- Imaging Studies
- Medical Psychology and Psychotherapy (MPP)
- Health Decision Sciences
- Public Health
- Genetic Epidemiology
- Clinical Epidemiology
- Medical Informatics
- Musculoskeletal Science
- Rehabilitation Medicine
- Surgical Research
- Gastroenterology & Hepatology
- Transplantation Medicine
- Periconception and Prenatal Medicine, Obstetrics and Reproduction
- Pediatric Research
- Gynaecology and Gynaecologic Oncology
- Medical Oncology
- Cardiovascular research
- Endocrinology, Neuro-Endocrine Immunology, and Clinical and Medical Immunology
Plastic, Reconstructive and Handsurgery
Theme 1: Hand Surgery and Hand Rehabilitation
Ruud Selles MSc, PhD, Christianne van Nieuwenhoven MD, PhD
Shaking hands, writing, typing, eating, driving a car, inserting a key ……these are normal daily live activities. We perform them without thinking. Unfortunately every year thousands of babies, children and adults are confronted with a variety of disorders preventing normal use of their hands and wrists. Diseases can be present at birth or acquired either by trauma or a degenerative disease. Suddenly patients are not independent anymore as they cannot rely on the normal use of their hands. For this reason, hand, wrist and nerve surgery is such an important part of the specialty of Plastic and Reconstructive and Hand Surgery.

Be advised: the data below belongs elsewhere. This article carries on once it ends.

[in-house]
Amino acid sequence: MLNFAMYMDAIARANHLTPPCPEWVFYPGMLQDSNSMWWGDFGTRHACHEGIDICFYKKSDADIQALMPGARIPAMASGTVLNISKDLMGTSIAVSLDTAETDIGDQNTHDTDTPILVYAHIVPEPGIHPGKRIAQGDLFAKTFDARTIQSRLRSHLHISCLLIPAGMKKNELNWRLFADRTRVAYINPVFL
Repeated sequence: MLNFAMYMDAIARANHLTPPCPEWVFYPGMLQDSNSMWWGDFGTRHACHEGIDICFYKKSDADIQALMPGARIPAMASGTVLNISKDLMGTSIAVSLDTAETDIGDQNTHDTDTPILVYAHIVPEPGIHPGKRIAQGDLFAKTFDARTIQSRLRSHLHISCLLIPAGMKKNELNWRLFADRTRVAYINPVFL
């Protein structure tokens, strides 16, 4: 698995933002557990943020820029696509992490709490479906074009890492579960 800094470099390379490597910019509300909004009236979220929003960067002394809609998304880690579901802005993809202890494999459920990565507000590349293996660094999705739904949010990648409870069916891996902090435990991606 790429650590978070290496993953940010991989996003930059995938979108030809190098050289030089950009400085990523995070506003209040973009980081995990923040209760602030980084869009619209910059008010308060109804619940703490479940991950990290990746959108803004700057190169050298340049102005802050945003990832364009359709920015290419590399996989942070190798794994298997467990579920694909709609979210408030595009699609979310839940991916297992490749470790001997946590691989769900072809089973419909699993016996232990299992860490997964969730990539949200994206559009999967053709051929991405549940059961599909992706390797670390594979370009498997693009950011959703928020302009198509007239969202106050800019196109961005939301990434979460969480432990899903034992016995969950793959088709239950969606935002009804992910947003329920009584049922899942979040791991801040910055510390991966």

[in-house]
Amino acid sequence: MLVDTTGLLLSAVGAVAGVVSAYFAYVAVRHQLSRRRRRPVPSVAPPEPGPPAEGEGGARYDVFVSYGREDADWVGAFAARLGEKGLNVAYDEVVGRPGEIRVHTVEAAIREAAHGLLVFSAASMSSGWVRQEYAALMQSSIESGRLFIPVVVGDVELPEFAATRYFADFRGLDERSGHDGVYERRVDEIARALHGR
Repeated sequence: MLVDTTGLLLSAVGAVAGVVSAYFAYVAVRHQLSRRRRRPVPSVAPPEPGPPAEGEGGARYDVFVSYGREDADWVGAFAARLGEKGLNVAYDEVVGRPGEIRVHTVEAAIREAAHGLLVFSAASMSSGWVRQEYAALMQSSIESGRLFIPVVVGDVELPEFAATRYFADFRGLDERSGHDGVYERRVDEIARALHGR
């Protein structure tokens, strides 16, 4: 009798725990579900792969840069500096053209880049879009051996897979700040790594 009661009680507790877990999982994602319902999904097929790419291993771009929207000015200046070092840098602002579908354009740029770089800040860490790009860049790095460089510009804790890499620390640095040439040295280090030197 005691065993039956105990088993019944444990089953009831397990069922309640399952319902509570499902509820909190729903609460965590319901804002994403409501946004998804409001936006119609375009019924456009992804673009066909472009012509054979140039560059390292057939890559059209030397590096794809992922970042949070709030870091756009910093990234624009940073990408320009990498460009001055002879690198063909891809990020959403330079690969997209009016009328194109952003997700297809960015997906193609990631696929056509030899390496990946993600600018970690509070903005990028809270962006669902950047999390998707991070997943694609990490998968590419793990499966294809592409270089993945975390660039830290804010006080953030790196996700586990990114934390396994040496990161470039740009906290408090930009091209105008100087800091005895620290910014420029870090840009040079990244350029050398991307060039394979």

Within the research theme Hand Surgery and Hand Rehabilitation, our research is combined with the department of Rehabilitation.
Medicine and focused around four main themes:
- Comparative effectiveness of surgical and non-surgical treatment in hand disorders. We perform both randomized controlled trials and have access to the largest dataset worldwide with baseline characteristics and outcome measurements of treated patients. With modern statistical techniques such as propensity score matching and mixed models, we use these data to evaluate effectiveness of treatment.
- Development of predictive models for various treatments of hand disorders. For instance, a model to predict whether patients would achieve a complete contracture reduction after the treatment for Dupuytren’s disease.
- Assessment and utilization of psychological patient characteristics and social context on (chronic) hand disorders and the treatment outcome. For instance, to what extent signs of depression influence the results of surgery in patients with CMC1 osteoarthritis.
- Assess the influence of hand disorders and the treatment of these disorders on work and return to work. Extension within this theme would be, for example, the burden of hand diseases on society in terms of costs, due to missing work.
- Assess the role of genetic and embryologic influence on congenital upper limb and hand differences. For instance, what is the genetic, epigenetic or embryological cause of increasing severity of polysyndactyly over generations.
These themes are applied within a range of patient groups, such as congenital hand differences and chronic disorders such as CMC1 osteoarthritis and Dupuytren’s disease. Students will perform analyses on data collected in an advanced routine outcome measurement system used to optimize clinical care in hand disorders at Erasmus MC and with our partner Xpert Clinic. Often, our projects are translational, combining research tools and clinical expertise from a number of different departments and specialties. The main aim would be submit the manuscript for publication in international acclaimed journals.